FCA and PRA regulatory fines have already quadrupled last year’s total

Posted: 17 May 2017 | | No comments yet

The number of fines issued against individuals has exceeded those issued against organisations for the first time, putting the focus on senior managers once more…

Regulatory fines issued by the UK’s Financial Conduct Authority (FCA) this year are already quadruple the level of last year’s total, according to data collected and analysed by integrated compliance and regulatory reporting technology firm Wolters Kluwer.

As of May 1 2017, fines issued by the FCA and Prudential Regulation Authority (PRA) totalled £190 million, up from £40 million in fines issued in all of 2016. Notably, however, the figure is still far away from totals of approximately £1.5 billion in 2014 and £906 million in 2015. And the trend looks likely to see The FCA more focused on smaller firms and individuals in efforts to improve the conduct of the financial services industry in general.

According to Wolters Kluwer’s analysis, 39% of all recorded penalties against authorised firms since 2013 have been due to “management and control” failures (see Figure 1 below), with the next highest areas being due to “customer interest” failures at 11% and “communication with customers”, also at 11%.

Individuals within a senior management position should now, more than ever, be focused on ensuring that their businesses are continually compliant with evolving regulatory obligations and requirements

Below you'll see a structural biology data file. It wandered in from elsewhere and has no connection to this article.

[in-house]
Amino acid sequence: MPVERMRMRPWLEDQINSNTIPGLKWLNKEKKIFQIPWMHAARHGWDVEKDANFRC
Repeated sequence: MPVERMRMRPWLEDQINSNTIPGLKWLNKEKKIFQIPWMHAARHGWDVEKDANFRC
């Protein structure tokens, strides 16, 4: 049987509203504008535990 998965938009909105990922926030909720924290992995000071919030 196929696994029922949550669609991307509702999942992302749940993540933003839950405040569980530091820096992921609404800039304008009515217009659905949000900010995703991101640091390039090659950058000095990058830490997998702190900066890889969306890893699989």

“It’s fair to say that individuals within a senior management position should now, more than ever, be focused on ensuring that their businesses are continually compliant with evolving regulatory obligations and requirements,” according to Mary Stevens, London-based Global Regulatory Analysis & Production Manager for Wolters Kluwer’s OneSumX Regulatory Change Management and GRC business line. “The fundamentals of conduct regulation have remained the same since the days of the FSA with the Principles for Business and Statements of Principle for Approved Persons remaining static but the approach to how these principles are policed has changed.”

The FCA has repeatedly said it has “not gone soft” when challenged about the decrease in volume and value of financial penalties, compared to the record year of 2014. “Instead it is changing and adapting its approach and trying new tactics such as sanctions and restrictions on banks for AML failures causing global concern,” Stevens says. “The FCA has said that it has a larger and broader spectrum of businesses to regulate now because of consumer credit regulated firms joining the mix. It is, therefore, not unreasonable to suggest that now and for the next few years, and to reassure consumers, that the FCA will be more focused on smaller firms and individuals to ensure the reputation and conduct of the industry as a whole is improved.”

Notably, in a speech last year, The FCA confirmed that the number of fines issued against individuals was for the first time greater than the actual fines against organisations.

“Focusing on smaller firms and their individuals will clearly mean a reduced value of fines but an increase in pure number over the next few years if this change in focus is followed through,” Stevens adds. “This will increase the workload of the regulator as it will no doubt have an increased case load and with a decrease in financial penalties it will need to cover these costs somehow. The consequences of failure will come at a personal and financial cost to those unwilling or unable to comply. The Senior Managers Regime is set to be extended to all authorised firms in 2018 and from this point we are likely to see an even greater increase in number of cases reaching final notice stage.”

Last week The PRA said it will extend the UK’s Senior Managers Regime to include non-executive directors without board responsibilities. This followed a similar statement from the Financial Conduct Authority on May 3.

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